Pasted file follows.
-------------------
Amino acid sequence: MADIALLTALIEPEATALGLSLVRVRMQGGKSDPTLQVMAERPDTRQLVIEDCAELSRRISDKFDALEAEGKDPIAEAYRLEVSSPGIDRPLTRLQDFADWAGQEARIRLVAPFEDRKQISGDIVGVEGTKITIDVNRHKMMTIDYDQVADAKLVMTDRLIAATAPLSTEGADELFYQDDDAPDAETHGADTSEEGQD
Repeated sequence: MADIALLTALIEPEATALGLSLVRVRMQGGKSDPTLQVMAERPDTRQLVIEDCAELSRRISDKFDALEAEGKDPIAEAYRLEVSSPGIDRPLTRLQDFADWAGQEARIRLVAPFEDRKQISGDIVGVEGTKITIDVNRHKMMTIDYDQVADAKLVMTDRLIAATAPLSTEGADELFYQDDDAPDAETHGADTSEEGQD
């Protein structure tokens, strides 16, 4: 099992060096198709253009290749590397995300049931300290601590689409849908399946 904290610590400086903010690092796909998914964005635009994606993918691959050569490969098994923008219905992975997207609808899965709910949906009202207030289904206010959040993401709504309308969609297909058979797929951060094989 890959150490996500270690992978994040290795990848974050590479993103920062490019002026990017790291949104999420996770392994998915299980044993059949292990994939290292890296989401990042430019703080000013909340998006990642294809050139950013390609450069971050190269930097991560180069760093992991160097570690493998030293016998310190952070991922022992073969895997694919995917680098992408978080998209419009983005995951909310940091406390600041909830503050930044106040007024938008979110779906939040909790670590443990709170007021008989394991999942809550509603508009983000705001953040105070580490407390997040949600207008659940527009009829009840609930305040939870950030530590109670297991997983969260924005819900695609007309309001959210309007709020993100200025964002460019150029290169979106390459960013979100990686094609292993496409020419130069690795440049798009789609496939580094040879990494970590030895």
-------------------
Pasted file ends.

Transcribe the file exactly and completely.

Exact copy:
Amino acid sequence: MADIALLTALIEPEATALGLSLVRVRMQGGKSDPTLQVMAERPDTRQLVIEDCAELSRRISDKFDALEAEGKDPIAEAYRLEVSSPGIDRPLTRLQDFADWAGQEARIRLVAPFEDRKQISGDIVGVEGTKITIDVNRHKMMTIDYDQVADAKLVMTDRLIAATAPLSTEGADELFYQDDDAPDAETHGADTSEEGQD
Repeated sequence: MADIALLTALIEPEATALGLSLVRVRMQGGKSDPTLQVMAERPDTRQLVIEDCAELSRRISDKFDALEAEGKDPIAEAYRLEVSSPGIDRPLTRLQDFADWAGQEARIRLVAPFEDRKQISGDIVGVEGTKITIDVNRHKMMTIDYDQVADAKLVMTDRLIAATAPLSTEGADELFYQDDDAPDAETHGADTSEEGQD
């Protein structure tokens, strides 16, 4: 099992060096198709253009290749590397995300049931300290601590689409849908399946 904290610590400086903010690092796909998914964005635009994606993918691959050569490969098994923008219905992975997207609808899965709910949906009202207030289904206010959040993401709504309308969609297909058979797929951060094989 890959150490996500270690992978994040290795990848974050590479993103920062490019002026990017790291949104999420996770392994998915299980044993059949292990994939290292890296989401990042430019703080000013909340998006990642294809050139950013390609450069971050190269930097991560180069760093992991160097570690493998030293016998310190952070991922022992073969895997694919995917680098992408978080998209419009983005995951909310940091406390600041909830503050930044106040007024938008979110779906939040909790670590443990709170007021008989394991999942809550509603508009983000705001953040105070580490407390997040949600207008659940527009009829009840609930305040939870950030530590109670297991997983969260924005819900695609007309309001959210309007709020993100200025964002460019150029290169979106390459960013979100990686094609292993496409020419130069690795440049798009789609496939580094040879990494970590030895």